Scientists from the Satellite Positioning for Atmosphere, Climate and Environment (SPACE) Research Centre at RMIT University and the Australian Government Bureau of Meteorology have adopted an alternative use for the global positioning system (GPS) technology which is already used to power satellite navigation tools.
Combining GPS with data from low earth orbit satellites, the team produced another input source for the complex computer models used to help meteorologists forecast the weather. These computer models utilise around ten billion current observations from 30 to 40 complementary instruments in order to generate their information.
"What we’ve found through our work with RMIT’s SPACE research team is that the GPS data improves the real-time temperature field and the cross-calibration of the data from a number of satellite instruments," said RMIT Adjunct Professor John Le Marshall, research programme leader at the Bureau of Meteorology. "This in turn significantly increases the usable quality of the satellite observations."
"We are actually able to measure the amount of bending in the GPS beam as it passes through the atmosphere," Professor Le Marshall continued. "We can then use that knowledge to more accurately measure atmospheric temperatures and use this to improve temperature fields and calibrate other satellite readings. This extra information, in the data-sparse southern hemisphere, is now making our forecasts more accurate."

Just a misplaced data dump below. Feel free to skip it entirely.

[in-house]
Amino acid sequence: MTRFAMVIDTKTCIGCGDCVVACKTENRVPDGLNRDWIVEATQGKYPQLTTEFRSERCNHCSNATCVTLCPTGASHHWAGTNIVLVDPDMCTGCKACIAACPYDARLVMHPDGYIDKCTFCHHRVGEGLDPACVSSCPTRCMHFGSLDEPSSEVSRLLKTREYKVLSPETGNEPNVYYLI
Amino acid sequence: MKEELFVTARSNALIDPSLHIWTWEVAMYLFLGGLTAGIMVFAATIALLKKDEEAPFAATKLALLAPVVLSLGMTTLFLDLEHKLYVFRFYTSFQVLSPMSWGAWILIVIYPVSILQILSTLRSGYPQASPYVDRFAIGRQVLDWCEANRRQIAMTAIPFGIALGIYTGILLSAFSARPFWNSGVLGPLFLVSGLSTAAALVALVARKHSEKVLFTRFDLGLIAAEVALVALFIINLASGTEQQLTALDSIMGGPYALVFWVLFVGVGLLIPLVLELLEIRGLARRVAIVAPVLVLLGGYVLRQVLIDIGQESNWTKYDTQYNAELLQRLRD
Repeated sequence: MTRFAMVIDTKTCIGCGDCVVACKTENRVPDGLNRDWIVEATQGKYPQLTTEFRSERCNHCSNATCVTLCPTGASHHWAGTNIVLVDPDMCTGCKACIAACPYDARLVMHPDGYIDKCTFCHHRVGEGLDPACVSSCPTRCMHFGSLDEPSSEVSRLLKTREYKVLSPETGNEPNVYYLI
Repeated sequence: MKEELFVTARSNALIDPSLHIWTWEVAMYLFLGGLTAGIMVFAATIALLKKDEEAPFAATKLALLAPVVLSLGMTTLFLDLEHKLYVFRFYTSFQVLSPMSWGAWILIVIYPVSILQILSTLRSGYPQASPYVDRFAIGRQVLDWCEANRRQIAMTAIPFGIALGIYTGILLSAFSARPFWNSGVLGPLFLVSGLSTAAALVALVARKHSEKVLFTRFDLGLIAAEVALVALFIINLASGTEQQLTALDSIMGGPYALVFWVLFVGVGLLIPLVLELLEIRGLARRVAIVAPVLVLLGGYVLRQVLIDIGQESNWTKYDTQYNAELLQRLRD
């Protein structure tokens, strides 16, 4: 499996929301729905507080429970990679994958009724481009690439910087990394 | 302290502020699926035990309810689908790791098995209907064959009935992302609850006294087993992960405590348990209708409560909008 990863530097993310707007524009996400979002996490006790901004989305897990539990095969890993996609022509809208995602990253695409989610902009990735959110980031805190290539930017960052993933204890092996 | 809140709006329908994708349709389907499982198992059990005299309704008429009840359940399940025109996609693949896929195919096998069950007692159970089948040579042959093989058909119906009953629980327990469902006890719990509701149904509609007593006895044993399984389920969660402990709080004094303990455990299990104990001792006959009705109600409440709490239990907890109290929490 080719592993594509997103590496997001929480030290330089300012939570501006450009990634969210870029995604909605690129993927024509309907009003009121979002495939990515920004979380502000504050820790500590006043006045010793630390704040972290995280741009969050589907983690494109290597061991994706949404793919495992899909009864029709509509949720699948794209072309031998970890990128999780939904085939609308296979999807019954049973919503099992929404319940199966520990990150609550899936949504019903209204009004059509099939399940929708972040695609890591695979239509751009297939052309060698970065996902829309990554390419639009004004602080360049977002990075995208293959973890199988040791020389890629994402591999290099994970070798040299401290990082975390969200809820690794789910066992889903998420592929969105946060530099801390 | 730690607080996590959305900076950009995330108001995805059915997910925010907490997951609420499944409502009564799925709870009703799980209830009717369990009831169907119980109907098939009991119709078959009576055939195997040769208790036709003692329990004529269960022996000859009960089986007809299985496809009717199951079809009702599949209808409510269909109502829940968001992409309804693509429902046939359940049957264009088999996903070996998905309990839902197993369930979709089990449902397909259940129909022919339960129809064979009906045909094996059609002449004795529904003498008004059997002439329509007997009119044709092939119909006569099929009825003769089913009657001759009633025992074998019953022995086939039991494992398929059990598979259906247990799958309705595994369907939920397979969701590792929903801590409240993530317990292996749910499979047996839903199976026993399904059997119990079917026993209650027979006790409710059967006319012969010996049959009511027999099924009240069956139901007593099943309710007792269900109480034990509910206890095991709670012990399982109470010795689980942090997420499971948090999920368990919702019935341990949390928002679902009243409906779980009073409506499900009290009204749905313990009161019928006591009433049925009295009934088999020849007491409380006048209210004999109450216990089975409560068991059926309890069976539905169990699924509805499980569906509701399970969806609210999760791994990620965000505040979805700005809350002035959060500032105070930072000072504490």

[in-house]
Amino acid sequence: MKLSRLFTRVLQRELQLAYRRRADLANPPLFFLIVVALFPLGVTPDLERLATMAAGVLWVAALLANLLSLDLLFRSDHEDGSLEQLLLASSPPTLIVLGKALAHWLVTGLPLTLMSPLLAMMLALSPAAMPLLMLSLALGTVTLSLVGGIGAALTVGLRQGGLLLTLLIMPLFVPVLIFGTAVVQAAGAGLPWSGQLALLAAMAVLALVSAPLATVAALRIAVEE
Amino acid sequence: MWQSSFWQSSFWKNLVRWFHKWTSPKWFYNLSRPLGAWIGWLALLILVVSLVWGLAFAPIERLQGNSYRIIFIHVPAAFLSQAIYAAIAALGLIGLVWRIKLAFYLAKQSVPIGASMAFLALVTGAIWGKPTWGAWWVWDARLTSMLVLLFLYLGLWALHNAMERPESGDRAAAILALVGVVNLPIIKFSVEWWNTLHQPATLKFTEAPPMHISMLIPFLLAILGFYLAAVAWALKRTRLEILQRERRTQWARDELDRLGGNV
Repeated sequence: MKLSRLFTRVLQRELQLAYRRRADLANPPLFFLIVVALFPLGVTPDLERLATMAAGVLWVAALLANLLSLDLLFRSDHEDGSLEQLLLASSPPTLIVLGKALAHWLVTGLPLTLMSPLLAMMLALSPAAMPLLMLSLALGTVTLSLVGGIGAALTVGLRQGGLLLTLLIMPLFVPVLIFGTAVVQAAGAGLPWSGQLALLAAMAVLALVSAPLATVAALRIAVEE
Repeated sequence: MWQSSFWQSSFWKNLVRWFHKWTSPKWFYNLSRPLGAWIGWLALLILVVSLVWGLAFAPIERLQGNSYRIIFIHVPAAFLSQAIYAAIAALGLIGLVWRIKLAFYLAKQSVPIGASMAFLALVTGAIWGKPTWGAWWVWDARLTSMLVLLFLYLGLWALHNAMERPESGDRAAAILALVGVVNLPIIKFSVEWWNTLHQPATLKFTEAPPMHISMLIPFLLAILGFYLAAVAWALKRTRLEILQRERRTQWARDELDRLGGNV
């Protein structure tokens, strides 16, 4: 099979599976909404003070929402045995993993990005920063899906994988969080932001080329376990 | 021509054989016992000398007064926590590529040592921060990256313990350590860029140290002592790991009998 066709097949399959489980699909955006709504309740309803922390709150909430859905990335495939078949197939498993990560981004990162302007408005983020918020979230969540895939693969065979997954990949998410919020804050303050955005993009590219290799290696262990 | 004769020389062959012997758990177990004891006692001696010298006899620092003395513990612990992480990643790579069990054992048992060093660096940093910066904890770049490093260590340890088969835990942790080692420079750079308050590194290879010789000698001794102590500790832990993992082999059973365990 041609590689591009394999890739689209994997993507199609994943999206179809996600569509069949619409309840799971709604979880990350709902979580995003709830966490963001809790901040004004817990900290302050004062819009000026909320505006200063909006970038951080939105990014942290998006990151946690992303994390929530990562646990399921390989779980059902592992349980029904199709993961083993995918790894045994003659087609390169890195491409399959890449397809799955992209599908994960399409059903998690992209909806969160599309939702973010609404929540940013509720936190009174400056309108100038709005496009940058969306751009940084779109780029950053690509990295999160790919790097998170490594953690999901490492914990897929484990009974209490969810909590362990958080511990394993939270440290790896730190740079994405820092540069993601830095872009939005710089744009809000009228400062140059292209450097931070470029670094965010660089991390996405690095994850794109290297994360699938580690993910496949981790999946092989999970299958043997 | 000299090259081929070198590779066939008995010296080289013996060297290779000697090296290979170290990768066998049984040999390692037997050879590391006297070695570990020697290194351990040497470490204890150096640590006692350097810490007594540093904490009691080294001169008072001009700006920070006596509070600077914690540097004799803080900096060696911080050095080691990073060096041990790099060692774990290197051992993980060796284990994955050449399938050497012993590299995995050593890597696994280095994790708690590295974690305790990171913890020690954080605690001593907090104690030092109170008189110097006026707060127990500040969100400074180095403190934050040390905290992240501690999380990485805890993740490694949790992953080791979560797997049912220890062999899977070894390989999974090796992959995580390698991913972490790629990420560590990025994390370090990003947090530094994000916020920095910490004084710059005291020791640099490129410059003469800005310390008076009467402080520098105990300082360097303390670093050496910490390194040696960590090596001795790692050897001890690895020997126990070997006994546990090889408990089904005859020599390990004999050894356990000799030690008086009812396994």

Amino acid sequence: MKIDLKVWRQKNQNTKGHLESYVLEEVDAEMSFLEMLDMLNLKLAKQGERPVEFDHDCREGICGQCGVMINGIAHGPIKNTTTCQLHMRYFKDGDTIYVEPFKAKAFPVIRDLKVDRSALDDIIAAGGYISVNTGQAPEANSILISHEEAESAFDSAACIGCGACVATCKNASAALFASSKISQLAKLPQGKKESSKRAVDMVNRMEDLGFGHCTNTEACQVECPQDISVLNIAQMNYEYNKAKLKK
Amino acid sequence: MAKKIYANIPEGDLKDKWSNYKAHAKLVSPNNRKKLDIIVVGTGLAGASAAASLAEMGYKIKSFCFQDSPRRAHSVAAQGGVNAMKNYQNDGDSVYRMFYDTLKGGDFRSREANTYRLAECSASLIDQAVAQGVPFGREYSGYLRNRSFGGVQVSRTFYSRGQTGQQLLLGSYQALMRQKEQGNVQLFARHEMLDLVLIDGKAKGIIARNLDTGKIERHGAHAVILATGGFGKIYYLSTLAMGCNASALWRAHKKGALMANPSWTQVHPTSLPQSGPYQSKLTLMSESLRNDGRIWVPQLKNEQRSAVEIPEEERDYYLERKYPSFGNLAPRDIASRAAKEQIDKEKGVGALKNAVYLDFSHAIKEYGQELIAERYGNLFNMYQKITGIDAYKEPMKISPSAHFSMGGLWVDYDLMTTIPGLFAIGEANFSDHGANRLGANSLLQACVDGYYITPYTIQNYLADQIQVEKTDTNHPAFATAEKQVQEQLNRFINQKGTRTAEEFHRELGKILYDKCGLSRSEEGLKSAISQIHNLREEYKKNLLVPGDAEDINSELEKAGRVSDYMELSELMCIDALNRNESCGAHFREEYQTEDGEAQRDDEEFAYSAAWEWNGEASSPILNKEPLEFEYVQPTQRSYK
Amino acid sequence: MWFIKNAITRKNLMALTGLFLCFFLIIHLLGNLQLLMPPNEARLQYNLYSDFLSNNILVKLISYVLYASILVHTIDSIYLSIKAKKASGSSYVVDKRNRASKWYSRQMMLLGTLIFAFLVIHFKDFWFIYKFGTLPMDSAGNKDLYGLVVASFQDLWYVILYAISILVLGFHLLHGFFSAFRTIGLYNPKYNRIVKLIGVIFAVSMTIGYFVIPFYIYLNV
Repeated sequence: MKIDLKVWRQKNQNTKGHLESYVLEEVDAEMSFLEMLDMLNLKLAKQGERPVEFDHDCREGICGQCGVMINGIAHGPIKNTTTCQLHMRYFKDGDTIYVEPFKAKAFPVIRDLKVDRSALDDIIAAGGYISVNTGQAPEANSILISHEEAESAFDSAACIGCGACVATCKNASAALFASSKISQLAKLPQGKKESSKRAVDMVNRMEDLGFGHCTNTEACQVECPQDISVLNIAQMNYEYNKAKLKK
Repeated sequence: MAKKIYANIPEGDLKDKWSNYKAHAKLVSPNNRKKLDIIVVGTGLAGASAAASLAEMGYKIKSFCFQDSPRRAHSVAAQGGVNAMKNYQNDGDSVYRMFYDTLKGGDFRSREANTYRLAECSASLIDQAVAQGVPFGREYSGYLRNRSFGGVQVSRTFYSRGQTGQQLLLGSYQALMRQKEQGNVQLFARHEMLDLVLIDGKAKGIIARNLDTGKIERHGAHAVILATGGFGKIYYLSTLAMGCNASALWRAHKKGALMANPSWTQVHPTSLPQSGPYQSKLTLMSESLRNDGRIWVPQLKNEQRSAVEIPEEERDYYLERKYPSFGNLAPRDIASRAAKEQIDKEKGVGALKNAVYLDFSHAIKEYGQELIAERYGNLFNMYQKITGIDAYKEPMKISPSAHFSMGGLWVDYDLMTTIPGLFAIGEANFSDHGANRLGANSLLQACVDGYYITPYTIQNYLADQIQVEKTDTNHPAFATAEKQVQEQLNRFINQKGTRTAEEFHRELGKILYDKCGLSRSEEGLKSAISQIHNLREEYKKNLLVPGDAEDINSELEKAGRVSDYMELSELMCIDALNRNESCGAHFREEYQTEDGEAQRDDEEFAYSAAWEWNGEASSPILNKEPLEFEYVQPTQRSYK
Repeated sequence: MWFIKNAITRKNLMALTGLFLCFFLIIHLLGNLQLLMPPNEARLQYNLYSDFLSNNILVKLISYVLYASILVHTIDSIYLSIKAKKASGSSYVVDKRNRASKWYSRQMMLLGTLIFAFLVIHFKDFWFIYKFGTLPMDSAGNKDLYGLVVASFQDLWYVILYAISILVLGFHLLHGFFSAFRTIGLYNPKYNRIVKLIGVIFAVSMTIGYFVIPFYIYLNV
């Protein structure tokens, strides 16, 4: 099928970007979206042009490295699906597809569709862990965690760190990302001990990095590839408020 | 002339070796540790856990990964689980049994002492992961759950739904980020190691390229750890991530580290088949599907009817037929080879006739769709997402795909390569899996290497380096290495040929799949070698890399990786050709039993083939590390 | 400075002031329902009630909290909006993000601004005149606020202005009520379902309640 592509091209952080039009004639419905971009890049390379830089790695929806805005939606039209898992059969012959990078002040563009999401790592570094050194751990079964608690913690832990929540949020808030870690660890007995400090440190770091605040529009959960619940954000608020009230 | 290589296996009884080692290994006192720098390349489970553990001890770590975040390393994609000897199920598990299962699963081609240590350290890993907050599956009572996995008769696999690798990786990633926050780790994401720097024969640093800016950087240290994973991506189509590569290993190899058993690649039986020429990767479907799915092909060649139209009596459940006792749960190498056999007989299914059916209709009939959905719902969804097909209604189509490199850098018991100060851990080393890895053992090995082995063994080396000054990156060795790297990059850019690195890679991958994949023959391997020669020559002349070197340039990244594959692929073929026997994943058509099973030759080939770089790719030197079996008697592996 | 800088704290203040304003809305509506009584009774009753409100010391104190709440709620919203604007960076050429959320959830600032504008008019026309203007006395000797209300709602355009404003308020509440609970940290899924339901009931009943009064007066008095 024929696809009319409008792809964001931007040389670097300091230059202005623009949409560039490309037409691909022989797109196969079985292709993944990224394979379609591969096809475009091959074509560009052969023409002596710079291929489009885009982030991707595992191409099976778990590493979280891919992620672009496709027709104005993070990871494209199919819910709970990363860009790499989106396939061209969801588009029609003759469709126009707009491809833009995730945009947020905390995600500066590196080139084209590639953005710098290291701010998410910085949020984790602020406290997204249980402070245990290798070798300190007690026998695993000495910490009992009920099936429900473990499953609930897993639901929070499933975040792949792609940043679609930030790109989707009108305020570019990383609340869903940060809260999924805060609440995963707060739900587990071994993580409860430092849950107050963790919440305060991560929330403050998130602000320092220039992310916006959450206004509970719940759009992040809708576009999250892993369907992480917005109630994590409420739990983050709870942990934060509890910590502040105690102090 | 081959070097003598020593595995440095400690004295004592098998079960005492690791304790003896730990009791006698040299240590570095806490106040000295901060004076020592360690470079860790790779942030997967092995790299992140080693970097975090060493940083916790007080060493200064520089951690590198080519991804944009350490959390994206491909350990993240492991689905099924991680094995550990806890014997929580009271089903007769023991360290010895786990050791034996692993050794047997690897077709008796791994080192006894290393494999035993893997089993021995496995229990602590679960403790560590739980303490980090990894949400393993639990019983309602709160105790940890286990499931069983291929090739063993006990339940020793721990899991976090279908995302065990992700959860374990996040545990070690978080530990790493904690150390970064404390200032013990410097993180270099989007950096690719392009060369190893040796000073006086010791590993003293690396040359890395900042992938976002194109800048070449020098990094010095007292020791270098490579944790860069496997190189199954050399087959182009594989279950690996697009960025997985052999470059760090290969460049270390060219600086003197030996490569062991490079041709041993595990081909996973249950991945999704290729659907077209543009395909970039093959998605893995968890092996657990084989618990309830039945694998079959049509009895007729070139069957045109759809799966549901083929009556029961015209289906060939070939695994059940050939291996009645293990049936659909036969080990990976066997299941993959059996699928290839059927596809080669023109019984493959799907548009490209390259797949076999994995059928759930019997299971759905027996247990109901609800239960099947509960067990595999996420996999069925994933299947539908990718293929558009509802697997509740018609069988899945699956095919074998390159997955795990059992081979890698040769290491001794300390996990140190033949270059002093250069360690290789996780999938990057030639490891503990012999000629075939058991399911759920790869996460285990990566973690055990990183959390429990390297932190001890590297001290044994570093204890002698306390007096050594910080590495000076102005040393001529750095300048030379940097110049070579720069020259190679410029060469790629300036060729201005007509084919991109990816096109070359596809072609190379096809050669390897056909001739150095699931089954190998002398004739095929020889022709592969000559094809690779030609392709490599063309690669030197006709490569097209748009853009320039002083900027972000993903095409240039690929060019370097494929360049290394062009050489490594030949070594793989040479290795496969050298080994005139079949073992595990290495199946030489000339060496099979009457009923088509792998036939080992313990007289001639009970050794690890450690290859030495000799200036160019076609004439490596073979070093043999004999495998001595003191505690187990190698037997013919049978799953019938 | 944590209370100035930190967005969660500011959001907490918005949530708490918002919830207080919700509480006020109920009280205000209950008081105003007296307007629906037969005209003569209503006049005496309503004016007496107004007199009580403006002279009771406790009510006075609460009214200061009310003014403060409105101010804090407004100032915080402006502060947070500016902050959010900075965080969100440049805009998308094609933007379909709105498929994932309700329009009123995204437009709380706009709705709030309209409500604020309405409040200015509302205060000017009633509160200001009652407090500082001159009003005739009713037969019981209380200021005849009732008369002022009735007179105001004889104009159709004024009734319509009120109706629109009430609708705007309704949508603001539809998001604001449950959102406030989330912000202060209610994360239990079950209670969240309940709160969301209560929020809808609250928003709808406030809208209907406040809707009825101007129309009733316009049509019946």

Dr Kefei Zhang, Director of the RMIT SPACE Research Centre, expressed the belief that, as a revolutionary technology, GPS has transformed the fields of Positioning, Navigation and Timing (PNT) and continues to help fill gaps in our knowledge.
"Weather forecasting is dependent on accurate observations of the atmosphere surrounding the whole planet, but there is a significant lack of ground-based meteorological observation stations," explained. "That and the shortage of accurate surface level data from over the world’s oceans and polar regions limits the reliability of climate and weather predictions. This is particularly true for Australia, where people live along long coastlines but forecasters can only draw on very limited measurements from the middle of the continent and surrounding oceans."
In the future, GPS data could play a more influential role in severe weather warnings and climate monitoring, but for now it is being used to provide accurate forecasts more quickly.
"Since the research was completed and began being used in forecasts this year, we estimate the Bureau is now delivering forecasts of the same accuracy 10 hours earlier," said Professor Le Marshall.